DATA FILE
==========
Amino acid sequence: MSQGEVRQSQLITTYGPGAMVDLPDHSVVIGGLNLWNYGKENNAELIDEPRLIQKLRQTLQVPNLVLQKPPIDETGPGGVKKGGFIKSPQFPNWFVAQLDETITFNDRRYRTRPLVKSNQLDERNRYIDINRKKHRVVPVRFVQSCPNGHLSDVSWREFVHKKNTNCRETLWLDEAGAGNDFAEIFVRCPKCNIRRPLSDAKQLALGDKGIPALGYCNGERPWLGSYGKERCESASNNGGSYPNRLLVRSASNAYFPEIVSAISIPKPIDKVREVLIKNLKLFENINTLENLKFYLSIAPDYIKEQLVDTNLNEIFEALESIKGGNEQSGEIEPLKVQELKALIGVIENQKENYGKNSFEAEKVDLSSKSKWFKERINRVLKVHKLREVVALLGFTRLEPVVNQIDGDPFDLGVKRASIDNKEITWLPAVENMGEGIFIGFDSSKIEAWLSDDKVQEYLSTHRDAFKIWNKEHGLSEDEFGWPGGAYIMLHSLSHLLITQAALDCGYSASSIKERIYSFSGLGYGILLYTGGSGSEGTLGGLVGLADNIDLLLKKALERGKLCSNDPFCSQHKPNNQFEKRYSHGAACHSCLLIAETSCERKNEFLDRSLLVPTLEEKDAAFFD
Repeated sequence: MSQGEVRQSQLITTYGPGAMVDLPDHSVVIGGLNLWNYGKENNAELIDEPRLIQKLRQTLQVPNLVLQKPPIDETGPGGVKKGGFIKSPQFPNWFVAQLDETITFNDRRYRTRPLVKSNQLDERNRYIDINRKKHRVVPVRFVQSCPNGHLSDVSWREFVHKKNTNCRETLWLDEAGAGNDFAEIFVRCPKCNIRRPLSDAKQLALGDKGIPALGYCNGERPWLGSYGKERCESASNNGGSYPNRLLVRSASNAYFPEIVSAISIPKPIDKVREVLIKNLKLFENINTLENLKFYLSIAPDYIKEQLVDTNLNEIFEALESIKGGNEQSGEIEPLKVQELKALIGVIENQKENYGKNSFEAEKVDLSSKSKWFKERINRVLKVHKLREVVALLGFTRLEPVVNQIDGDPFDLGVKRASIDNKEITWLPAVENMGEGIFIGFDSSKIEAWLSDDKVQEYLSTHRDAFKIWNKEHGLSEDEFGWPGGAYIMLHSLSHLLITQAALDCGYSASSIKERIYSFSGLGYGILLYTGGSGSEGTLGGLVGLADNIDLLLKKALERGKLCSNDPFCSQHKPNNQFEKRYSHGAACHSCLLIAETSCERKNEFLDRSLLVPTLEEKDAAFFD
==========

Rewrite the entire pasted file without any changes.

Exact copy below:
Amino acid sequence: MSQGEVRQSQLITTYGPGAMVDLPDHSVVIGGLNLWNYGKENNAELIDEPRLIQKLRQTLQVPNLVLQKPPIDETGPGGVKKGGFIKSPQFPNWFVAQLDETITFNDRRYRTRPLVKSNQLDERNRYIDINRKKHRVVPVRFVQSCPNGHLSDVSWREFVHKKNTNCRETLWLDEAGAGNDFAEIFVRCPKCNIRRPLSDAKQLALGDKGIPALGYCNGERPWLGSYGKERCESASNNGGSYPNRLLVRSASNAYFPEIVSAISIPKPIDKVREVLIKNLKLFENINTLENLKFYLSIAPDYIKEQLVDTNLNEIFEALESIKGGNEQSGEIEPLKVQELKALIGVIENQKENYGKNSFEAEKVDLSSKSKWFKERINRVLKVHKLREVVALLGFTRLEPVVNQIDGDPFDLGVKRASIDNKEITWLPAVENMGEGIFIGFDSSKIEAWLSDDKVQEYLSTHRDAFKIWNKEHGLSEDEFGWPGGAYIMLHSLSHLLITQAALDCGYSASSIKERIYSFSGLGYGILLYTGGSGSEGTLGGLVGLADNIDLLLKKALERGKLCSNDPFCSQHKPNNQFEKRYSHGAACHSCLLIAETSCERKNEFLDRSLLVPTLEEKDAAFFD
Repeated sequence: MSQGEVRQSQLITTYGPGAMVDLPDHSVVIGGLNLWNYGKENNAELIDEPRLIQKLRQTLQVPNLVLQKPPIDETGPGGVKKGGFIKSPQFPNWFVAQLDETITFNDRRYRTRPLVKSNQLDERNRYIDINRKKHRVVPVRFVQSCPNGHLSDVSWREFVHKKNTNCRETLWLDEAGAGNDFAEIFVRCPKCNIRRPLSDAKQLALGDKGIPALGYCNGERPWLGSYGKERCESASNNGGSYPNRLLVRSASNAYFPEIVSAISIPKPIDKVREVLIKNLKLFENINTLENLKFYLSIAPDYIKEQLVDTNLNEIFEALESIKGGNEQSGEIEPLKVQELKALIGVIENQKENYGKNSFEAEKVDLSSKSKWFKERINRVLKVHKLREVVALLGFTRLEPVVNQIDGDPFDLGVKRASIDNKEITWLPAVENMGEGIFIGFDSSKIEAWLSDDKVQEYLSTHRDAFKIWNKEHGLSEDEFGWPGGAYIMLHSLSHLLITQAALDCGYSASSIKERIYSFSGLGYGILLYTGGSGSEGTLGGLVGLADNIDLLLKKALERGKLCSNDPFCSQHKPNNQFEKRYSHGAACHSCLLIAETSCERKNEFLDRSLLVPTLEEKDAAFFD